We’re doing Henry VIII (which also goes by the highly inaccurate name of ‘All is True’) on Sunday, so it’s time to go hunting for appropriate recipes.
(Is it just me, or do recipes disappear out of cookbooks when you aren’t looking? I could have sworn I had at least three recipes for Maids of Honour [absolutely de rigeur for this play, even though our Anne Boleyn isn’t going to be able to eat them] and one for Bishop Cake, but half an hour of hunting through likely books has failed to turn them up.)
Fortunately, the internet has come to my rescue with a very plausible-looking Maids of Honour recipe, and a Nigella recipe for Cardinal Cake, which is even better than Bishop’s Cake – for one thing, Cardinals outrank Bishops, if I understand correctly. For another, Wolsey is a Cardinal, and I don’t think he’d be appreciate being demoted. And then there’s the fact that Cardinal cake looks like a deliciously light lemon cake with a little jam on it, whereas Bishop Cake is full of glacé fruit and nuts which are both expensive and not something I like in this context (I do like fruitcake. Just not this one).
Then, of course, there are Queen Cakes, which do sound rather a lot like Cardinal cakes, but I’m not going to let that stop me, because I want to decorate them in sets of six – divorced (or rather, annulled), beheaded, died, divorced / annulled beheaded, survived. Beheaded will be a little axe, of course, and died a little cross. Survived will have a crown. I’m not sure about annulled. A pair of broken entwined rings, perhaps? I know it’s tacky, but this is Henry VIII we’re talking about, and the play does deal with his annulment of the marriage with Catherine of Aragon and marriage to Anne Boleyn. It’s necessary.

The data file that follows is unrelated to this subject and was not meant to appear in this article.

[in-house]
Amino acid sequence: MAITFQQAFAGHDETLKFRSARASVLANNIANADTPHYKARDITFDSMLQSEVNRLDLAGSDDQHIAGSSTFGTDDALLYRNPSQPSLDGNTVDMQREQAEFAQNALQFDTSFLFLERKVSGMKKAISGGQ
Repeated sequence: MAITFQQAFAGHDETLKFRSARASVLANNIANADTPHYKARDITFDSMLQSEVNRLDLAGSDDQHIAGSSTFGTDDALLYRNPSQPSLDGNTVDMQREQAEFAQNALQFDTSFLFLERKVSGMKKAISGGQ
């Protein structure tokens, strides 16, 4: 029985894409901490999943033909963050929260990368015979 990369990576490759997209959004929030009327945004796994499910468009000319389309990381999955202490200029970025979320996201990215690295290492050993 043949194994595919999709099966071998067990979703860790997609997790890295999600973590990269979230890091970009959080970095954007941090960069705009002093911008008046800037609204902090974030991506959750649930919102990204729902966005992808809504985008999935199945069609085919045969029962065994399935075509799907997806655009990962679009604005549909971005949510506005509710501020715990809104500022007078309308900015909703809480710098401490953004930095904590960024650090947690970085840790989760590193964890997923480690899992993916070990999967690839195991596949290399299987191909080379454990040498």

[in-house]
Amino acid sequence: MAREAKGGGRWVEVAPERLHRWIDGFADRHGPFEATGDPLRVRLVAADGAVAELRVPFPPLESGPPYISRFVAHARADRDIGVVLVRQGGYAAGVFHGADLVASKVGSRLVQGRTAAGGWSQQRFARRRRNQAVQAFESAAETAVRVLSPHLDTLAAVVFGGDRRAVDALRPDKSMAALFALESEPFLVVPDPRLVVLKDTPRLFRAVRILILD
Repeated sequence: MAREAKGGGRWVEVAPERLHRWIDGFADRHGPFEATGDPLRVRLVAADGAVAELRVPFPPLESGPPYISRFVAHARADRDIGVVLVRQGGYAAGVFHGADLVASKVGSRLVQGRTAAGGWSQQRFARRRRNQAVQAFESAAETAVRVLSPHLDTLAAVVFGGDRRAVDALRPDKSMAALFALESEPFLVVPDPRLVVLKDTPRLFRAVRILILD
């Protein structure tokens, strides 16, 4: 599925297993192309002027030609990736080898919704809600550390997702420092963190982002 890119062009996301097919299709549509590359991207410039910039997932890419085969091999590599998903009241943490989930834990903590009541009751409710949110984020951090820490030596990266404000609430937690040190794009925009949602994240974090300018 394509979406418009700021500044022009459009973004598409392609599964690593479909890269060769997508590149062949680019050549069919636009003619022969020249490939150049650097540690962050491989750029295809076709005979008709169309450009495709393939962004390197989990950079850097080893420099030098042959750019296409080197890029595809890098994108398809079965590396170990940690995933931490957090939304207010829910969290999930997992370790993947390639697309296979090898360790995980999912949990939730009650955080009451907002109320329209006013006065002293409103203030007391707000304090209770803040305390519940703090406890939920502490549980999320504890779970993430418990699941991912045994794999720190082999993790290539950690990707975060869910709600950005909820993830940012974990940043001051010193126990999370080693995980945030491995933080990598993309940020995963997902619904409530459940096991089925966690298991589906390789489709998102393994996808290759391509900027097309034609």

For Henry himself, I’m thinking about a Galette des Rois, or maybe a Gateau des Rois if I can figure out how to make it without egg yolk (I need to have something among the sweets that isn’t full of eggs and nuts). Or maybe I’ll just get King Island cheese or make Chicken à la King – you may have noticed that there is a distinct lack of savoury recipes on this list so far. This is because the play is giving me no help at all in that department, despite the fact that the historical Henry VIII actually passed laws limiting the amount of sugar you could put in cakes, so you’d think this feast would be all savoury, all the way. (Then again, I’m playing Queen Catherine, so I don’t feel all that obliged to obey His Majesty’s strictures on this point. It’s not like he was a very good husband.)
Other than that, I’m looking at recipes that have cherries in them, biscuits shaped like hearts, suns, moons, stars, and a variety of other things, and anything containing spices. It’s not an especially illuminating mix (if you leave the heavenly bodies out of it, at least). I haven’t the faintest idea what my savouries will be yet, which is a problem, since I have to start making them tomorrow. I’ve been eyeing off my Renaissance recipe books, and everything is either full of onions (not an option for one of my guests), full of eggs or nuts (not an option for another of my guests), or else it contains a mix of sweet and savoury flavours, which is something I like very much but which not everyone else does. And anyway, we definitely look like we’ll have enough sweets.
I’ll be doing the Elizabethan Garden Salad, of course, and probably little risotto balls and meatballs shaped to look like apples and pears, and Chicken à la King is looking increasingly irresistible, but I really don’t know what else. More vegetables, certainly, but what kinds?
What I really need to do right now, though, is sleep. I’ll be cooking for at least 12 hours tomorrow, I expect, and probably six more hours on Sunday, and it’s been a very long week at work.
See you on Sunday, with photos!